In line with its commitments to supporting Australia’s energy transition, Woodside Energy Group Ltd. has awarded all major contracts for the decommissioning of its subsea infrastructure at the Enfield, Griffin, Stybarrow and Echo Yodel oil and gas fields offshore Western Australia, the company said in a news release.

The campaign will include the Nganhurra Riser Turret Mooring on the Enfield field, the Griffin RTM and the Stybarrow Disconnectable Turret Mooring, Woodside said. The campaign will begin in the fourth quarter of 2023, subject to regulatory approvals. The project will follow decommissioning activities that have been underway at the Enfield and Balnaves fields since the first quarter of 2022, the company said.

According to Woodside Energy Vice President for Projects Australia Michal Abdullah, the company is “partnering with a range of providers with specialist capabilities and experience to ensure safe and successful execution of one of the largest decommissioning campaigns undertaken offshore Western Australia.”

Specialist contractors engaged to undertake activities during the subsea decommissioning campaign include TechnipFMC, Heerema, McDermott, Fugro, DOF and McMahon, the release said. The contracts cover the removal and disposal of riser and disconnectable turret moorings, umbilicals, flowlines and other subsea infrastructure.

“Woodside is continuing to undertake extensive stakeholder consultation to inform the development of environment plans for the campaign. These plans are either being updated to reflect stakeholder feedback or have been lodged with the regulator, NOPSEMA, for assessment,” Abdullah said.

The company also awarded a contract for the permanent plug and abandonment of wells in the Stybarrow field to Transocean, according to the release.

Local Gas Supply Deal

Earlier, in a separate new release, Woodside confirmed it is finalizing its long-term gas sale and purchase agreement with Australian urea producer Perdaman Chemicals and Fertilisers Pty Ltd., with the agreement becoming unconditional.

This follows a positive final investment decision by Perdaman on its 2.3 million metric ton per annum (mtpa) urea plant near Karratha in the Pilbara region of Western Australia.

Pipeline gas sold under the agreement will be used at the Perdaman plant in Pilbara, which will produce an important fertilizer feedstock in support of both domestic and international agricultural users. The agreement provides for the supply of about 130 terajoules per day of gas for 20 years, and the commissioning of the plant is expected in either 2026 or 2027, according to the news release.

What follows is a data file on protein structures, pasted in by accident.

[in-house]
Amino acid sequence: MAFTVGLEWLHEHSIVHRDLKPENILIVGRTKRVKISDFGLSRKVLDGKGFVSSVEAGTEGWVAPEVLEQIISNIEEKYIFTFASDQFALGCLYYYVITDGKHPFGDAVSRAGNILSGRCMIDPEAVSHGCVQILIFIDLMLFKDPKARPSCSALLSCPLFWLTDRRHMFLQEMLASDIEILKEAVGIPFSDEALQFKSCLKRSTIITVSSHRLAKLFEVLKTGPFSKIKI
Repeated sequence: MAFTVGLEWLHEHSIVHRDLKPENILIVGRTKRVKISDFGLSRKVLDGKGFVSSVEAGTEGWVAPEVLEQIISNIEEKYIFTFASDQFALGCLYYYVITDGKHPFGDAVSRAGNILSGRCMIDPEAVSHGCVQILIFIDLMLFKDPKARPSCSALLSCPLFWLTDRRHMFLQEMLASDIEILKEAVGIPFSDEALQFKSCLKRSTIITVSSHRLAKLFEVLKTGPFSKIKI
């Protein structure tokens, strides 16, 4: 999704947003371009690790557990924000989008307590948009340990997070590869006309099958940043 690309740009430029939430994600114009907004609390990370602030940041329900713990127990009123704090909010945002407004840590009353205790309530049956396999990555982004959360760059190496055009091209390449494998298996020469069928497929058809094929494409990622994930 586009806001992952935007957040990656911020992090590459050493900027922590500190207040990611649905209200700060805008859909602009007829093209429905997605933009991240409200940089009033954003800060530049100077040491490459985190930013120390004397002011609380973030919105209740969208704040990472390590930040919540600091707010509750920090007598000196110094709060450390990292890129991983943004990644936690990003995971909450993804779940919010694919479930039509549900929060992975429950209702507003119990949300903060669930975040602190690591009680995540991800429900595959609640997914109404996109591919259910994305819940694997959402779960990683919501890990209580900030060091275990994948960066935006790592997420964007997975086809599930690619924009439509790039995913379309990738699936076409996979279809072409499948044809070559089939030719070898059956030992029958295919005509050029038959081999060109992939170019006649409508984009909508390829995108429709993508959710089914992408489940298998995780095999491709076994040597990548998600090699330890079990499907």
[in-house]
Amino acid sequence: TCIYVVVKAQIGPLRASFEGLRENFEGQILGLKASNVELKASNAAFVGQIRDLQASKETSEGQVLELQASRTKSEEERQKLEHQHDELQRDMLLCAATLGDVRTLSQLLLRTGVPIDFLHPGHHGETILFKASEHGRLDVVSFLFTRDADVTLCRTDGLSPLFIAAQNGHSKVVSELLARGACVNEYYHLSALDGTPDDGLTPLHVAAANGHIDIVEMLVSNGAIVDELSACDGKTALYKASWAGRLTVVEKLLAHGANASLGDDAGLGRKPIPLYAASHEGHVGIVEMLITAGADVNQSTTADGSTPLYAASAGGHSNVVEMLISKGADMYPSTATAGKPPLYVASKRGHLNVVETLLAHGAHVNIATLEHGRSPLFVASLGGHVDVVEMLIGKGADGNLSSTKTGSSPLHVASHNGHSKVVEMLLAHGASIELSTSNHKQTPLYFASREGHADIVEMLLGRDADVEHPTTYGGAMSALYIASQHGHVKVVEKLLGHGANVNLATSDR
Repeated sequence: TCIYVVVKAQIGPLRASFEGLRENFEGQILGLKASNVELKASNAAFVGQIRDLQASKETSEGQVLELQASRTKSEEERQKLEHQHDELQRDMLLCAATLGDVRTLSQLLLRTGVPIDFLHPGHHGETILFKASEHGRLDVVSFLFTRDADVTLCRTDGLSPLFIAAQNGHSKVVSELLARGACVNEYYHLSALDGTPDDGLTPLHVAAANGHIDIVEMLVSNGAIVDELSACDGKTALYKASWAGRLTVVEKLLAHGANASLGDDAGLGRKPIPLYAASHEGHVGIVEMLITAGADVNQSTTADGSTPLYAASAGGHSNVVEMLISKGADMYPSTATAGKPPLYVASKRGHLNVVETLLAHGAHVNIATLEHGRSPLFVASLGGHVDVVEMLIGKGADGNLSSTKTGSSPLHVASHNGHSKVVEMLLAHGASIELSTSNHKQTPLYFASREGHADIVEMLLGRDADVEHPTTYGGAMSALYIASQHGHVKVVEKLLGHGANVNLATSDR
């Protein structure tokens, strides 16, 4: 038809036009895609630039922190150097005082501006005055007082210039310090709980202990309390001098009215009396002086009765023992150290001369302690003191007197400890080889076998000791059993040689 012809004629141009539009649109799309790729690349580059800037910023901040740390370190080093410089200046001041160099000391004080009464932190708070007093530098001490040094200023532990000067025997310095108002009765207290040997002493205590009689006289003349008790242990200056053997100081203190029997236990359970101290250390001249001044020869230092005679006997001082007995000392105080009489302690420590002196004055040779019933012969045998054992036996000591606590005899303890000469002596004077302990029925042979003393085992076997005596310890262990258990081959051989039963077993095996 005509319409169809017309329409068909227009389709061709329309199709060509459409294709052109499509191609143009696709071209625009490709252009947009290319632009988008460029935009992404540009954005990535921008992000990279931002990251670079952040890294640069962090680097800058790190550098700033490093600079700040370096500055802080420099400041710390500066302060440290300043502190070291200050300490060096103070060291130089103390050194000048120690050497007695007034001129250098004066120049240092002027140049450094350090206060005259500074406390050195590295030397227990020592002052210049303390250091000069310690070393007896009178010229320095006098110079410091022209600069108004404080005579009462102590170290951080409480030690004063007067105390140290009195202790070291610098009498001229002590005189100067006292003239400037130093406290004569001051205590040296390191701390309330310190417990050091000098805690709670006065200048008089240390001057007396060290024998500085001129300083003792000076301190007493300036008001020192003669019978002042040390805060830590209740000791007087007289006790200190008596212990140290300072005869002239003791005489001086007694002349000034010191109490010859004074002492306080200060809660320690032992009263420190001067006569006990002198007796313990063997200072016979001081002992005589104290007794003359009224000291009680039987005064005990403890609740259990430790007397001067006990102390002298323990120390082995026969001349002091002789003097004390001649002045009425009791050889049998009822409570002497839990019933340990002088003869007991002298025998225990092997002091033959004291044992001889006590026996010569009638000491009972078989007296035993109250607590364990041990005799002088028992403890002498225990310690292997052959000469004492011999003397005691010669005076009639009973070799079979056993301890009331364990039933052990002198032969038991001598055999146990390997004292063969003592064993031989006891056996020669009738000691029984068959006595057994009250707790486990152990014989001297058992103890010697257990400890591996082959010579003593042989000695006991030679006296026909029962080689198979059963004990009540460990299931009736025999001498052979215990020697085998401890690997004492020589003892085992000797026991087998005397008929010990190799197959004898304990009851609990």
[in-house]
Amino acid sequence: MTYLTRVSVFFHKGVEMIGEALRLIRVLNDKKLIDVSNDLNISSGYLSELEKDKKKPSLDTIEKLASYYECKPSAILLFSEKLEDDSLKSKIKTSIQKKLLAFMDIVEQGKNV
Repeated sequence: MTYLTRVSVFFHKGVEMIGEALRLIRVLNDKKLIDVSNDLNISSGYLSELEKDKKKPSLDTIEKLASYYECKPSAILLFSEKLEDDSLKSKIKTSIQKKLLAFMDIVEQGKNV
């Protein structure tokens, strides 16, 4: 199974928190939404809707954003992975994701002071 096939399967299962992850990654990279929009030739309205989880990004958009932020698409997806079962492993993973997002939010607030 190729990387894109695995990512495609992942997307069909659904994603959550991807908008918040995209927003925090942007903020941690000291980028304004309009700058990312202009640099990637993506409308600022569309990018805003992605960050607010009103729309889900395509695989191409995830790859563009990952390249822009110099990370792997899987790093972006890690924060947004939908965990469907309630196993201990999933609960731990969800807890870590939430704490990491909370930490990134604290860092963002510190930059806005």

Gas will be supplied from Woodside’s portfolio and sourced primarily from the Scarborough project, which is currently under development. Scarborough will add up to 225 TJ/day of new domestic gas supply for Western Australia from 2026, the company said.

Perdaman Chairman Vikas Rambal was quoted as saying in the release the project is “Australia’s largest downstream manufacturing project to date.”

The agreement becoming unconditional follows a memorandum of understanding signed between Woodside and Perdaman in April 2018, the release said.

In Woodside’s latest annual general meeting, CEO and Managing Director Meg O’Neill said the agreement is “a significant milestone” as gas for Perdaman’s proposed urea plant would be primarily sourced from Scarborough. “This agreement demonstrates the benefits that Scarborough and Pluto Train 2 can bring to Western Australia, in this case supporting new industry and jobs in the Pilbara region,” O’Neill said.

Western Australia-based Perdaman, part of multinational Perdaman Group,  specializes in the production of urea, a fertilizer widely traded across the globe.

Gas for Net Zero

In the annual general meeting, O’Neill said that Woodside is on track to meet its 2025 and 2030 emissions reduction targets of 15 percent and 30 percent respectively, with a goal of achieving net zero emissions by 2050 or sooner. Methane emissions were around 0.1 percent of the company’s production by volume, and during 2022 Woodside became a signatory to the Aiming for Zero Methane Emissions initiative, O’Neill said.

In a speech at the National Press Club of Australia, O’Neill said that decarbonization would require the rapid scale-up of renewables and investment in ongoing gas supply. As the Australian government phases out coal projects and targets raising the share of renewables to 82 percent by 2030, O’Neill said that natural gas could fill the 18 percent energy gap, which would be a “big increase” from the current seven percent of gas-fired power in the country’s energy mix.

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